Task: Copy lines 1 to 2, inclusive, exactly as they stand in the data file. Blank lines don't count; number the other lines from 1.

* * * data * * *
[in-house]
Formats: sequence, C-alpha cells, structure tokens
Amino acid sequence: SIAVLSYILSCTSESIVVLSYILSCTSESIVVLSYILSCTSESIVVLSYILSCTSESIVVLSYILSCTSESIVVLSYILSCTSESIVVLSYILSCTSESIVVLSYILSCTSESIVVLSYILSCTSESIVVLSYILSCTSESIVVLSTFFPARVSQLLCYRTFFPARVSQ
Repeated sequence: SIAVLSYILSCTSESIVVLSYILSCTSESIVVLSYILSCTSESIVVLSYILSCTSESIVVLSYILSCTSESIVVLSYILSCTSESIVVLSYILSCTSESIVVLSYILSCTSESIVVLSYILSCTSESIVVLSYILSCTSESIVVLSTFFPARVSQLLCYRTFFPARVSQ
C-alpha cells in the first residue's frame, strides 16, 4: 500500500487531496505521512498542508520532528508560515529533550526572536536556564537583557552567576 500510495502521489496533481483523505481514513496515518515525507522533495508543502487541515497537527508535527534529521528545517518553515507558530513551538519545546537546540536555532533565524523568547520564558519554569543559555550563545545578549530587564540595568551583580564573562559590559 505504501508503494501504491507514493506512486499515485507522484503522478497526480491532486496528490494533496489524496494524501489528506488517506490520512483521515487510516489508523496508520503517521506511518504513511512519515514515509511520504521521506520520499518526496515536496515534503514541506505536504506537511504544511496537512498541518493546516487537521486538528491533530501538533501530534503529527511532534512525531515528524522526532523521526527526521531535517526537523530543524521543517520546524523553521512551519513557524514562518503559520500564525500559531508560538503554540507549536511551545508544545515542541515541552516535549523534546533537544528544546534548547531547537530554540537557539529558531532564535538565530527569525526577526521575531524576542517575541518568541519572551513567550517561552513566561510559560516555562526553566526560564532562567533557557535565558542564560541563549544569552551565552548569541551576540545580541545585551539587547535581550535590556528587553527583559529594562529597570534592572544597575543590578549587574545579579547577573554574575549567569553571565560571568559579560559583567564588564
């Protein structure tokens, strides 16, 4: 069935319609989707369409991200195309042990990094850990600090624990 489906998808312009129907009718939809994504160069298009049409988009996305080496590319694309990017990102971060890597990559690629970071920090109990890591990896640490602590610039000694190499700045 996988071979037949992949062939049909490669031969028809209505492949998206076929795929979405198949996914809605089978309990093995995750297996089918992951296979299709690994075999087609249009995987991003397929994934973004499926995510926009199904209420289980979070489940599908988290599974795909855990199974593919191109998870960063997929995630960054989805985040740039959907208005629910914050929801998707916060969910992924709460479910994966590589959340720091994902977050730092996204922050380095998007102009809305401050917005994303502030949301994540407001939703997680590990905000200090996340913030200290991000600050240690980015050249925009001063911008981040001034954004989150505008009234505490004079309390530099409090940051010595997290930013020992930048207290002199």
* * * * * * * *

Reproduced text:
[in-house]
Formats: sequence, C-alpha cells, structure tokens